But to answer your question about residency, we don’t anticipate any issues with our students being able to apply and be accepted to residencies of their choice. That’s the goal. I think you’ve seen TCU, for example, I think is one of the more recent examples of a med school that just graduated their first class fairly recently. Maybe about a year ago, they graduated their first class, received full accreditation. We have University of Texas at Tyler who’s about a year ahead of us in this process. And so there’s new schools. And also a reminder that the process for accreditation is ongoing. Even after you’ve been fully accredited, you have to do things to maintain that accreditation. So it’s an ongoing process. So we don’t anticipate there being any problems, but we also understand and acknowledge that our students that are applying. May have some anxiety about that, they may be anxious about that. Completely normal to have those kinds of feelings, but again, I would encourage students.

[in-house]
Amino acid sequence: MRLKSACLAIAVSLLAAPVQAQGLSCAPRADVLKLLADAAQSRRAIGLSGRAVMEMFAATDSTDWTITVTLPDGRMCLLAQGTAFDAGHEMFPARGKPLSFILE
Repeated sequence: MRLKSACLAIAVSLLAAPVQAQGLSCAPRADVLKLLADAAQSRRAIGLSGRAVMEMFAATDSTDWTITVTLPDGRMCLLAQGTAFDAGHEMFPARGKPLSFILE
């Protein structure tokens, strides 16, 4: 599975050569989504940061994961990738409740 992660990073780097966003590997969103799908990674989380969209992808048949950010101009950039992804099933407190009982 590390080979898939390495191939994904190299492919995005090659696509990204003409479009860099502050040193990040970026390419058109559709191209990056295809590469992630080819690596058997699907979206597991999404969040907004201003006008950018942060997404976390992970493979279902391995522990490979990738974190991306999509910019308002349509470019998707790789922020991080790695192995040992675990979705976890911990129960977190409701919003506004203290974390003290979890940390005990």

This is also another reminder that we want to try to attract students who are a bit adventurous, who are trailblazers, who are okay with maybe a bit of uncertainty into how this is all going to play out. This whole process of you being able to apply as an applicant to residency, it involves us doing what we need to do, but it also involves our students working hard, performing well in their exams, and also performing well in their clinicals. So there’s a lot of components that go into this. Yes, angst-ridden, but I think applying to residency is angst-ridden, whether you’re at a new school or a well-established school.

Applying to medical school also. [19:13]​

Applying to medical school. Exactly.